To quote character Tom Mullen in the 1996 film Ransom, “You got no idea what suffering is.” When it comes to a breach, ransomware tops the list of the most damaging cyberattacks. According to IBM’s 2021 Cost of a Data Breach Report, last year, the total average cost to an organization of a ransomware attack was $4.62 million. Knowing how to prevent a ransomware attack is critical to the overall safety of your data and your organization as a whole.
The term ransomware is a scary buzzword these days, but what exactly is a ransomware attack, how do you prevent them, and what do you do if you are the victim of one?
What are Ransomware Attacks?
Simply put, ransomware is a form of malicious software, or malware, that encrypts files on a device, rendering the files and the systems they rely on inoperable. The hacker then demands a ransom in exchange for the decryption of the files. In other words, the files are kidnapped until a monetary demand is paid.
The two most popular types of ransomware are Locker and Crypto:
- Locker ransomware blocks basic computer functions. For example, you may be prevented access to your desktop with only a partially functioning mouse and keyboard. Because your system is not entirely disabled, the hacker can share the ransom demand and payment method with you while keeping the computer otherwise inoperable. The good news with locker ransomware is that it doesn’t usually target critical files. Therefore, it is unlikely that there will be a complete destruction of your files.
- Crypto ransomware encrypts your important data, such as documents containing personally identifiable information (PII) or proprietary data, while otherwise leaving the basic operations of your computer functional. Crypto developers often include a countdown to their demand, threatening to delete all the ransomed files if the payment is not made by the deadline.
Unsurprisingly, industrious cybercriminals also develop Ransomware-as-a-Service to sell to hackers with limited technical skills. This provides a revenue stream with lower risk and higher gain for the malware programmer.
Ransomware is ever-evolving, and new variants crop up frequently. Here is a handful of the most well-known:
Locky Ransomware was first developed in 2016. The malware can encrypt more than 160 file types. Through the use of social engineering techniques, Locky is distributed through phishing emails that install malicious code. Typically the infectious mechanism is a Microsoft Word attachment containing the code. When the attachment is opened, it shows only gibberish with a prompt for the user to enable macros to view the document, thus deploying the virus, which is loaded into the system’s memory. Locky is different than most ransomware. It uses macros and attachments to spread the virus instead of being installed by a Trojan or using a previous exploit.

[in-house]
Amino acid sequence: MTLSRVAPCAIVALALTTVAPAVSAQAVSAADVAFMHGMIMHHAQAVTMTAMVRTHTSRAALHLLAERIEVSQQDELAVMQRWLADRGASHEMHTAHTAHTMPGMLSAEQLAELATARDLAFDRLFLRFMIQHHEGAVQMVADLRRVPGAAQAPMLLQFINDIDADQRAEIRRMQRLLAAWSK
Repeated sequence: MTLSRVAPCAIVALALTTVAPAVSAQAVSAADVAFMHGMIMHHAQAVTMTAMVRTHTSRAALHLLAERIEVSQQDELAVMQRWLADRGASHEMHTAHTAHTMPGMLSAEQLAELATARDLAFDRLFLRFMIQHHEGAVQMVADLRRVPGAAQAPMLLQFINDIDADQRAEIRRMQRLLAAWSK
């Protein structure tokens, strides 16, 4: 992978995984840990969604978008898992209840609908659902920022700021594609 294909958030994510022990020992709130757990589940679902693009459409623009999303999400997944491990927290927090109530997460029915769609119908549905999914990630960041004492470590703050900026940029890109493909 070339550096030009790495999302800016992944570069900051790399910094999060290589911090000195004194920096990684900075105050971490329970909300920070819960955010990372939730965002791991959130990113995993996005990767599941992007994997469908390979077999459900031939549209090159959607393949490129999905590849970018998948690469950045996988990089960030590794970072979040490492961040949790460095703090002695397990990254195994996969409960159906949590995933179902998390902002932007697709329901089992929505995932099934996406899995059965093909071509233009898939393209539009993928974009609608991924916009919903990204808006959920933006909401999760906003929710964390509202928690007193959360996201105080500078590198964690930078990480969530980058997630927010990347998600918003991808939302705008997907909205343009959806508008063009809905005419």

Ryuk is a highly targeted ransomware commonly delivered through spear-phishing emails or by using compromised credentials to log into enterprise systems. Ryuk is a form of locker ransomware. It is known as one of the most expensive types in existence, with ransom demands that average over $1 million.
Maze is famous for being the first ransomware to combine file encryption and data theft. If the ransom demand was refused, the variant collected sensitive data from the victim’s computers before encrypting it. The potential cost of the data breach, which would be publicly exposed or sold to the highest bidder, was an additional incentive to pay up. Maze is no longer in use, but Egregor and Sekhmet variants which are believed to have a common source, are still in use.
Lockbit is a Ransomware-as-a-Service data encryption malware that has been in operation since 2019. Developed to encrypt large organizations quickly, it prevents rapid detection by security appliances and IT/SOC teams. It encrypts certain types of files and then shows a ransom message instructing users to send an email to the ransomware operators to learn how to decrypt the files.